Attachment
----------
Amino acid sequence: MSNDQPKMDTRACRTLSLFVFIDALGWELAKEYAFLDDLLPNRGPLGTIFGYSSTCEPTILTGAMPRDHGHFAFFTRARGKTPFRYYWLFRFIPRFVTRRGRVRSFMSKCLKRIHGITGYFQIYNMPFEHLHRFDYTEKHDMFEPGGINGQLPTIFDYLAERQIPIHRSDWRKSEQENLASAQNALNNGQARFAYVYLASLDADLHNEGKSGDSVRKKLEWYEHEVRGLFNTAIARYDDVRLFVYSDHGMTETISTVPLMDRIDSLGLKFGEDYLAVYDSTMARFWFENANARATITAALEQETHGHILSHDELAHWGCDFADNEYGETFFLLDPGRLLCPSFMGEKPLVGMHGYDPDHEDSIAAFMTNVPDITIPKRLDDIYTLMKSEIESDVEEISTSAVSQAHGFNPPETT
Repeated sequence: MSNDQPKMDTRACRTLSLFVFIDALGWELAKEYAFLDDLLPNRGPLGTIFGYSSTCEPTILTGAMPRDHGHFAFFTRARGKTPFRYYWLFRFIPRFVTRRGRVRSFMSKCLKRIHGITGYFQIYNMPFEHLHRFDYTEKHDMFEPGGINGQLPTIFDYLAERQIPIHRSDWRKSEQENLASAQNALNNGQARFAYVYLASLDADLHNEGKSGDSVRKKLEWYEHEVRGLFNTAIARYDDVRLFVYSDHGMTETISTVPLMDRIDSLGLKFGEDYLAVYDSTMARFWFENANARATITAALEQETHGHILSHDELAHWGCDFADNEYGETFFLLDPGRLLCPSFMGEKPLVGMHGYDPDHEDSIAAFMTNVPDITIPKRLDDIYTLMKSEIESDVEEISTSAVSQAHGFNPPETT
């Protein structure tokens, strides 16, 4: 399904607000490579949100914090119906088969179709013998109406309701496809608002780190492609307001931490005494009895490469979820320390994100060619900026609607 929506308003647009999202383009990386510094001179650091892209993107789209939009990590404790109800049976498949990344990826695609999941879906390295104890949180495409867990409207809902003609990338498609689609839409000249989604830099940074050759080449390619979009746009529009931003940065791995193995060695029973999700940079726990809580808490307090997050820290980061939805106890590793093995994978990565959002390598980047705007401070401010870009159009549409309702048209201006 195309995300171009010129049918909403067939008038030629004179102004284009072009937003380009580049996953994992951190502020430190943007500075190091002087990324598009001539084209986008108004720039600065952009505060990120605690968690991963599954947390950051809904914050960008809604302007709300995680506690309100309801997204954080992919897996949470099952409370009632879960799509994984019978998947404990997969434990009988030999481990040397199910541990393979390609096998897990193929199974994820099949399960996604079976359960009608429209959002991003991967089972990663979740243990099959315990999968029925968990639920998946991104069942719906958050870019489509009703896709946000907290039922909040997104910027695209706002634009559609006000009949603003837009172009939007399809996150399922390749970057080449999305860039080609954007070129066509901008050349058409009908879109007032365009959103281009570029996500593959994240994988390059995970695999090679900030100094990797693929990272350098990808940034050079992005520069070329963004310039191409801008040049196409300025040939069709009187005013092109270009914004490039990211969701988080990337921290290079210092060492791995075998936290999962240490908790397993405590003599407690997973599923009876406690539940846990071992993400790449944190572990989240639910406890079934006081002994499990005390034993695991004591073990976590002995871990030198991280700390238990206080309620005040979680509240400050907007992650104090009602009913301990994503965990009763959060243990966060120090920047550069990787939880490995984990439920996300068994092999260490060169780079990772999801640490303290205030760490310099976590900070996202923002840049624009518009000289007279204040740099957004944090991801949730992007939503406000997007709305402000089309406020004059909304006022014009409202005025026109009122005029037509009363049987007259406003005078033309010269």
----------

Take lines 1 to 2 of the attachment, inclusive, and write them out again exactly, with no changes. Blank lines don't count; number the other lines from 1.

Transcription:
Amino acid sequence: MSNDQPKMDTRACRTLSLFVFIDALGWELAKEYAFLDDLLPNRGPLGTIFGYSSTCEPTILTGAMPRDHGHFAFFTRARGKTPFRYYWLFRFIPRFVTRRGRVRSFMSKCLKRIHGITGYFQIYNMPFEHLHRFDYTEKHDMFEPGGINGQLPTIFDYLAERQIPIHRSDWRKSEQENLASAQNALNNGQARFAYVYLASLDADLHNEGKSGDSVRKKLEWYEHEVRGLFNTAIARYDDVRLFVYSDHGMTETISTVPLMDRIDSLGLKFGEDYLAVYDSTMARFWFENANARATITAALEQETHGHILSHDELAHWGCDFADNEYGETFFLLDPGRLLCPSFMGEKPLVGMHGYDPDHEDSIAAFMTNVPDITIPKRLDDIYTLMKSEIESDVEEISTSAVSQAHGFNPPETT
Repeated sequence: MSNDQPKMDTRACRTLSLFVFIDALGWELAKEYAFLDDLLPNRGPLGTIFGYSSTCEPTILTGAMPRDHGHFAFFTRARGKTPFRYYWLFRFIPRFVTRRGRVRSFMSKCLKRIHGITGYFQIYNMPFEHLHRFDYTEKHDMFEPGGINGQLPTIFDYLAERQIPIHRSDWRKSEQENLASAQNALNNGQARFAYVYLASLDADLHNEGKSGDSVRKKLEWYEHEVRGLFNTAIARYDDVRLFVYSDHGMTETISTVPLMDRIDSLGLKFGEDYLAVYDSTMARFWFENANARATITAALEQETHGHILSHDELAHWGCDFADNEYGETFFLLDPGRLLCPSFMGEKPLVGMHGYDPDHEDSIAAFMTNVPDITIPKRLDDIYTLMKSEIESDVEEISTSAVSQAHGFNPPETT